For this example (see Figure 1), the wall type is defined as a partition. As previously discussed, in drywall construction, a partition is defined as a single row of framing with gypsum board applied and finished on both sides of the framing. This wall, in all its variations, meets that criteria. At first glance, it appears that there are two basic types of wall here, one- and two-hour rated, with the stud size providing most of the variation.
This example is atypical in three fundamental ways. First, it includes a stud-sizing chart. It is more common for the variation in stud size, gauge and spacing (OC) to be noted along with the written text description adjoining the graphic description of the wall type. Second, the graphic description of the wall is a full, vertical section of the wall. More common is a graphic depicting the wall in three distinct sections as it would appear at the base, plan and head condition(s). Our example shows the base and head condition but not a plan section (a horizontal cut through the wall). Last, the text and graphic description for wall types <3.1> and <3.2> show a condition whereby the gypsum board terminates 3 inches above the finished ceiling. It is a more common requirement for the gypsum board to terminate 6 inches AFC.
There appears to be a conflict between the stud-sizing chart, the text description of each wall type and the generic description of the series at the top (<3> one- and two-hour fire-rated partition). From the latter and the stud-sizing chart, it would appear that all walls are fire rated. The stud-sizing chart confuses the issue by its location. It is not specific to the wall types but rather to the various stud size variations that are irrelevant to the rating achieved by the assembly. The fire rating(s) should have been located at the bottom of each wall type (columns) on the chart. This would have made the fire rating required and achieved wall-type specific. To add to this confusion, only wall types <3> and <3.3> are denoted in the textual description specifically as one- and two-hour rated respectively. Wall types <3.1> and <3.2> do not appear on the surface to be fire-rated. Unlike <3> and <3.3>, they do not state a required fire rating and/or denote fire-code (type X core) gypsum board that is necessary to achieve the fire rating.
Snafu avoidedSince this is an ambiguous situation that concerns life safety, it is best and safest to assume this was an oversight and in fact, wall types <3>, <3.1> and <3.2> are all one-hour rated and <3.3> alone is two-hour rated. As discussed last month, the practice of standardizing the use of fire-rated gypsum board panels throughout a job for both rated and non-rated gypsum board panels would in effect make these walls rated. Thus, a major foul can be avoided by recognition of this potential conflict in the estimating phase. I believe that <3.1> and <3.2> are not fire rated. The principle of CYA is ever present in the estimating process-this is a good example of that principle in practice.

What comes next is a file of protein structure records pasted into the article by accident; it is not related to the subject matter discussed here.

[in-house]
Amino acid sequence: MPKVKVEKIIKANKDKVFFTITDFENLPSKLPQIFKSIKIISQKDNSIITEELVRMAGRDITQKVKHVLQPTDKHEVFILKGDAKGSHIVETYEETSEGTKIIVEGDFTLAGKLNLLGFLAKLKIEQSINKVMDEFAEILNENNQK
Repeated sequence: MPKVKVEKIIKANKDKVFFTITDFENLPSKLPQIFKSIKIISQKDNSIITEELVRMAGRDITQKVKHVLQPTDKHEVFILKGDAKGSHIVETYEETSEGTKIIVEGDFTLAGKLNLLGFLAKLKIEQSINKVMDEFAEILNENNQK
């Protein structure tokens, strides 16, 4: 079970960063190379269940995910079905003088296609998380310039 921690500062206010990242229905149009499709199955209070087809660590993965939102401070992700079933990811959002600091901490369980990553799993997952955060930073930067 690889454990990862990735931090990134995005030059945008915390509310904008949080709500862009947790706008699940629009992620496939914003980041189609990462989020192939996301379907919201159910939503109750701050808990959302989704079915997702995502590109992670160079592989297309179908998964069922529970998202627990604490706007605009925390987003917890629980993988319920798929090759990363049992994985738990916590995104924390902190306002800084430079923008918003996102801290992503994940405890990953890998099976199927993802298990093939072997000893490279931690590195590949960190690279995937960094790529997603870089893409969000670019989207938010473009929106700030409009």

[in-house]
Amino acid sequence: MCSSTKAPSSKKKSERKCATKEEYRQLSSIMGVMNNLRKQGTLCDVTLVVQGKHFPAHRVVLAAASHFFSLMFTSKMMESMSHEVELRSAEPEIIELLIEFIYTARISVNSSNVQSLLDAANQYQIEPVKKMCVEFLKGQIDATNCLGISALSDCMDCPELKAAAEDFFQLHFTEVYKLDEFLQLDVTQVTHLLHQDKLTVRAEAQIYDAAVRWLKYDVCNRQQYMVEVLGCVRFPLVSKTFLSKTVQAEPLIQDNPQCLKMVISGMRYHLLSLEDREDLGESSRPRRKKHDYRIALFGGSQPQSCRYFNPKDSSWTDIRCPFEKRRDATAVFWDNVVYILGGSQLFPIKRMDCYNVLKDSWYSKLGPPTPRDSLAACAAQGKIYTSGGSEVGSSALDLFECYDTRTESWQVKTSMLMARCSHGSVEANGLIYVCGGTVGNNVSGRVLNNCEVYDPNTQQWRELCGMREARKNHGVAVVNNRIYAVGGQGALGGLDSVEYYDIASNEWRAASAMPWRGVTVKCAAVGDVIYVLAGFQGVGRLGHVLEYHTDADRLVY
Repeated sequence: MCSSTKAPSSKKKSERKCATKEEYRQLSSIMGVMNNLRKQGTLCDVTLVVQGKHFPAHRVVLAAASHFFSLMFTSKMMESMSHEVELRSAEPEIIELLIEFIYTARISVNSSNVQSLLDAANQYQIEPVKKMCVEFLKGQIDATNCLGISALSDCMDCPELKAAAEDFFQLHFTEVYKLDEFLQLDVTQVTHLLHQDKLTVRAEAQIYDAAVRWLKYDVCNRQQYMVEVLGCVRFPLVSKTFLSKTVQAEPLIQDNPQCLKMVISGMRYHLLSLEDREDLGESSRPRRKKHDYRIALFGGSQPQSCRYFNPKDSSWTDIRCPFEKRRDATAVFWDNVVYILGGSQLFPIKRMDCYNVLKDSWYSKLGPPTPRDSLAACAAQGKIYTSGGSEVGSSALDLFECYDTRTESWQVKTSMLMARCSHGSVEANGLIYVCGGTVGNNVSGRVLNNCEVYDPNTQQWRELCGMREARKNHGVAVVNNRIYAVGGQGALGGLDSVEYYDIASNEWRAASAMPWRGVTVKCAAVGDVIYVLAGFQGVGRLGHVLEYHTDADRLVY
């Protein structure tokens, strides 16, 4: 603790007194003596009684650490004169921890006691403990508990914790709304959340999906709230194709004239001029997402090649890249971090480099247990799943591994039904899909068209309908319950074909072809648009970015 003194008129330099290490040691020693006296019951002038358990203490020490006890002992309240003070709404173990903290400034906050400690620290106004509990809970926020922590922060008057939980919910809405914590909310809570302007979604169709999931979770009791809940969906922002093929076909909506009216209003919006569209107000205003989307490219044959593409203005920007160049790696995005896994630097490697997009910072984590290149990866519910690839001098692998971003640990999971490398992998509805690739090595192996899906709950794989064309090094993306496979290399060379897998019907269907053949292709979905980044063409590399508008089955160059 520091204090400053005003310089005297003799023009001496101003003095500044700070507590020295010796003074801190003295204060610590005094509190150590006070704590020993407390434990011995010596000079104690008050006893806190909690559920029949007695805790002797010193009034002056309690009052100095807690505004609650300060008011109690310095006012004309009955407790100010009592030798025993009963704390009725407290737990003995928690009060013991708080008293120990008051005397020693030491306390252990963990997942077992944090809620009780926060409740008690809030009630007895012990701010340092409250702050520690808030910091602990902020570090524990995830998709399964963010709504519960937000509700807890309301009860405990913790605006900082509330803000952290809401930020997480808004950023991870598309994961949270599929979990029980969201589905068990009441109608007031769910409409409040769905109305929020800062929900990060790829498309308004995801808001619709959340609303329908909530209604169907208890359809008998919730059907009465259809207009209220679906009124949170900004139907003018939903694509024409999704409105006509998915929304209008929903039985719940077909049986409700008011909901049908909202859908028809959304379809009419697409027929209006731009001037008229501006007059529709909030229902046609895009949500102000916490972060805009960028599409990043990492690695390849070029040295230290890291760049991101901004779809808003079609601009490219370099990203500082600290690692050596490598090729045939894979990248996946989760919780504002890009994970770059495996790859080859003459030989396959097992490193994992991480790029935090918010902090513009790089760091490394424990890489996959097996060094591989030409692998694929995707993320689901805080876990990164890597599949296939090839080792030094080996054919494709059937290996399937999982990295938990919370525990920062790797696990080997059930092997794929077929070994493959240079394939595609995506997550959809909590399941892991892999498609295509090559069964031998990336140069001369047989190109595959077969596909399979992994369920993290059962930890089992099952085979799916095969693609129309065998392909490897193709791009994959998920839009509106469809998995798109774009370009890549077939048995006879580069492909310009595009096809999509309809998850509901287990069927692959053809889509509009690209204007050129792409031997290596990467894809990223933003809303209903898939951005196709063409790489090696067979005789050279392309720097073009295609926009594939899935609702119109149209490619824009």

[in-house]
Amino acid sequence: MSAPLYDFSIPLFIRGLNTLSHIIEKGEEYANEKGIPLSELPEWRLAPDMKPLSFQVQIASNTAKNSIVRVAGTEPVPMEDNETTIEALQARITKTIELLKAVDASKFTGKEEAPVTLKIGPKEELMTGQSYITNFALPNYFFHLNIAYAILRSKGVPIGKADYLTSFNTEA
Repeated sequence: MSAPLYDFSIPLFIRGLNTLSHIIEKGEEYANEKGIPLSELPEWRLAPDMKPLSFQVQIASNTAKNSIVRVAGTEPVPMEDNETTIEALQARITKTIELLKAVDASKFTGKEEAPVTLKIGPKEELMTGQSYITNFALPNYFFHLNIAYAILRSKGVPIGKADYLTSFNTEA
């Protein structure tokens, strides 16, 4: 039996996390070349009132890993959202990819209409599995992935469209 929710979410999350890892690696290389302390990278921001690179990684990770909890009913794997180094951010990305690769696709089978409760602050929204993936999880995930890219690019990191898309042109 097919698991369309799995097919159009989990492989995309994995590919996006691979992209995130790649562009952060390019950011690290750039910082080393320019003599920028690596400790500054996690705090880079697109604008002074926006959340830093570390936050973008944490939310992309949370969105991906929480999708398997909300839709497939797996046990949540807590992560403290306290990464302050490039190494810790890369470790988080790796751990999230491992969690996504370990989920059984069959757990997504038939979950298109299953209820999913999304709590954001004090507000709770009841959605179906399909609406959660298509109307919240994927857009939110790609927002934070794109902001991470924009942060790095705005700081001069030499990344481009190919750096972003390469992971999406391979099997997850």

The additional layer of gypsum board on one or both sides of the wall is shown graphically by a dotted line. Without carefully reading the textual description(s), it would appear that these additional layers are required to go full height (to underside of deck): not so. Only type <3.3> is required to go full height, types <3.1> and <3.2> are only required to go AFC. The text description confirms this.
When you come to a fork in the road, take it!Besides the ambiguous and conflicting information given, there is also ambiguity created by the lack of information. Nowhere is the gauge and/or spacing requirement given. As we saw last month, the architect had used the limiting height criteria to determine and denote the GA/OC requirement; in that case, to an unusual extent. Here, both the GA/OC requirement and limiting height criteria are missing completely. As such, it will be up to the estimator to determine the GA/OC based on a review of the specifications, the actual deck heights (as established by the height schematic diagram) and/or limiting height criteria from manufacturers literature. For now, the GA/OC and LH shall remain "to be determined."
Although the stud-sizing chart indicates the actual wall thickness, missing is an indication of the nominal wall thickness. When conflicts occur on the plan(s), a wall thickness dimension can help determine the wall type. It is also important for determining the "throat" opening for a door frame. It is the nominal rather than the actual dimension that is used most often on the plans to indicate wall thickness, but not always. It could be that, in this case, the actual dimension is being used on the plan(s) to indicate the wall thickness.
No mention is made of any special requirement at the top or head of the partition where it meets the deck for maintaining and achieving the fire rating. Depending on the type of structural deck, there could be a steel plate, safing insulation and/or smoke sealant, etc., required. Also, a deflection or long- and deep-leg track that would allow vertical movement of the wall is not indicated. A further review of the specifications and/or details on the drawings would be required to determine the need and presence of these items. With the imposition of earthquake resistance requirements into many building codes, deflection tracks have become fairly standard.
Next month, we will continue our discussion of this example. We will examine the components of the various assemblies and how a wall-type schematic schedule is used to define and further explain this variety of wall types.